ORLANDO — The shock of a day of upheaval was still settling in as Stan Van Gundy got to the podium pregame. Van Gundy there preached how the acquisition of Gilbert Arenas, Jason Richardson and Hedo Turkoglu would mean this team would be better offensively. He then preached, it will not matter how good Orlando’s new offense might be if the team does not bring a defensive mentality.
That is what the Magic were built on for the last three years and that is the foundation that crumbled beneath Vince Carter and Rashard Lewis upon their exit. The last six games, where the Magic had lost five, was a lesson in what inconsistent defense can do to a team.
Nothing would change Saturday at Amway Center. And something will need to change with the guys left behind after a day of dealing when the new guys arrive Sunday in Atlanta to prepare for Monday’s divisional game with the Hawks.
The Magic gave up 31 points in the third quarter, the defense failing them once again early in the second half, and could not climb the hill they put themselves in. An aggressive 76ers team defeated the depleted Magic 97-89 at Amway Center on Saturday. Perhaps raising more questions than providing any answers.
“We defended for a half,” Stan Van Gundy said. “I thought we really tried hard in the first half. We didn’t defend in the second half. We didn’t have enough offense to overcome the fact that we wouldn’t defend in the second half. And that’s the story of the game.”
Indeed it was once again as this broken record continues to play.
Philadelphia shot 14 for 21 in the third quarter in scoring 31 points to take a seven-point lead into the fourth. From there, Philadelphia got into the bonus early — 7:13 left in the fourth quarter to be exact — and went to the line 18 times. Lou Williams went to the line nine times alone. Despite shooting five for 13 in the period, Philadelphia’s 15-for-18 performance at the charity stripe proved to be enough as the Magic simply could not muster an effort to seriously threaten the lead.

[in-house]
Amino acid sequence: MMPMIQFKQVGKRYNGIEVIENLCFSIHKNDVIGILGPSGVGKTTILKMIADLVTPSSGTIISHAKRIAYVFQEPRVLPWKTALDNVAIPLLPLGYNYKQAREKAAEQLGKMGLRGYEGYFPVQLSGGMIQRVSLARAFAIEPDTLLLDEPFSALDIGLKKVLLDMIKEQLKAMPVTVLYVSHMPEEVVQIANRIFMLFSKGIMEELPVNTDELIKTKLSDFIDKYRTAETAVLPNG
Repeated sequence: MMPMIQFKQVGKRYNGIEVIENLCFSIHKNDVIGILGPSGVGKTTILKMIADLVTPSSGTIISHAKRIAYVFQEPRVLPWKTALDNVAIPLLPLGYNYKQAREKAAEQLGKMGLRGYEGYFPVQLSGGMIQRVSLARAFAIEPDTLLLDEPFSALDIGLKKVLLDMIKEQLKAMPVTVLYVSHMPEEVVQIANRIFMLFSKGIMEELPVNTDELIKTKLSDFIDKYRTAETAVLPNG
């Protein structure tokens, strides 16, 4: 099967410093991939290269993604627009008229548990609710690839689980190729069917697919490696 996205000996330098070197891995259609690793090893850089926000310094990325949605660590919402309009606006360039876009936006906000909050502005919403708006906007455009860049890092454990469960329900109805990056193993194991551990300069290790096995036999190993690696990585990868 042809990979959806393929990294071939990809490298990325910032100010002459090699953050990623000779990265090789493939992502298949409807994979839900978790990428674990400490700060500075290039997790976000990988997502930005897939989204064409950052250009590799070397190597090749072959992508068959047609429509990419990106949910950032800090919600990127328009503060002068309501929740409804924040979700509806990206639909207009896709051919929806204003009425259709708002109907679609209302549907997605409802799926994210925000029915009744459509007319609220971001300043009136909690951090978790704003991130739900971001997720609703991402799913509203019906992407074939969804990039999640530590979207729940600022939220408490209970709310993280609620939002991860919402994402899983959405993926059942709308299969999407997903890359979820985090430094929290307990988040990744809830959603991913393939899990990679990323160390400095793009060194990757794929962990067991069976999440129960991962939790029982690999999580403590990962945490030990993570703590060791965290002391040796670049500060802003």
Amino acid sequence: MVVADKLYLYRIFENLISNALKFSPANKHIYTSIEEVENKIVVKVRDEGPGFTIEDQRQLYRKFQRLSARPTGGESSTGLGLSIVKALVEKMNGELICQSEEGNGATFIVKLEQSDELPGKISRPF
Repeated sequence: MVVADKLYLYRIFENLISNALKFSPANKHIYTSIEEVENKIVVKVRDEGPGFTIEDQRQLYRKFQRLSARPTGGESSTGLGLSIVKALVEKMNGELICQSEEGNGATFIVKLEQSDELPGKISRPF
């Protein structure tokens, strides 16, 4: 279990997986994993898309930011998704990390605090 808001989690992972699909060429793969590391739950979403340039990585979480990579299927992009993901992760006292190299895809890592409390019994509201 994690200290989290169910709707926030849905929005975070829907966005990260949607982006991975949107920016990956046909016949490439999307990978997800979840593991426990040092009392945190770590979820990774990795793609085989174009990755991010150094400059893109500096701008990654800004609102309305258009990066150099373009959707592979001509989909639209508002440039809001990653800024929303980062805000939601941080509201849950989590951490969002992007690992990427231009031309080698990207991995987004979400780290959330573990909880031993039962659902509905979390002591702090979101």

The 31 free throws the 76ers took should be exhibit A for the Magic’s defensive woes. It helped nullify a solid night on the boards and somewhat decent defensive numbers throughout the game. It obviously was nowhere near enough as the defensive intensity was not present to cut into the lead, let alone win the game.
Van Gundy was hearing no excuses, believing that the fact Orlando was reduced to eight players by the trade did not matter, he just wants somebody to guard somebody. He said the guys in the locker room have to turn it around and the guys coming in won’t do it. He characterized the defense as “absurd.”
“Right now, it wouldn’t matter,” Van Gundy said. “We could play a college team right now because we’re not guarding anybody. If you’re not going to guard anybody, every game is going to be very very difficult. We’re not willing to put in the work for 48 minutes. We put in the work for 24. They’re tired of hearing it, but it’s the same story every game.”
Williams was a key culprit with 24 points on only nine field goals off the bench. He hit 13 of his 14 attempts from the line and posted a 79.2 true shooting percentage according to the Advanced Stats Calculator, hitting a crushing bailout 3-pointer in the fourth quarter to put the game seemingly out of reach.
Orlando just did not have the offensive muster to ever threaten once Philadelphia took control in the fourth quarter.
“I’m not going to make excuses at all,” Jameer Nelson said. “I felt that we had the opportunity to make a run and we never made that run for whatever reason. You can’t blame it on one thing. Defensively, we’ve got to find a way.”
The Magic shot 41.4 percent for the game and only 3 for 15 from beyond the arc. Dwight Howard played well with 26 points and 20 rebounds. But he shot only 8 for 18 and settled for jumpers (can’t believe I just wrote that sentence). He had 13 and 11 at the half, but never really dominated the game like he usually does against Philadelphia.
“We’ve just got to get better as a team,” Dwight Howard said. “The front office did what it thought was best for the team. We had a tough loss tonight, but we’re going to get better. It’s December, we’ve got a long season. I told the guys tonight, don’t get too frustrated with us losing. It happens to the best teams. Sometimes you’ve got to lose to win. You can’t allow losses distract us from what our goal is. It’s been a tough stretch for us, but the sun always comes back up when the next day.”
Whether the team wants to admit it or not, the emotions of the day probably got the best of them. It is not an excuse for coming out and laying an egg in the second half, but it certainly explained the feeling in the building. Something was not right, and you could tell early.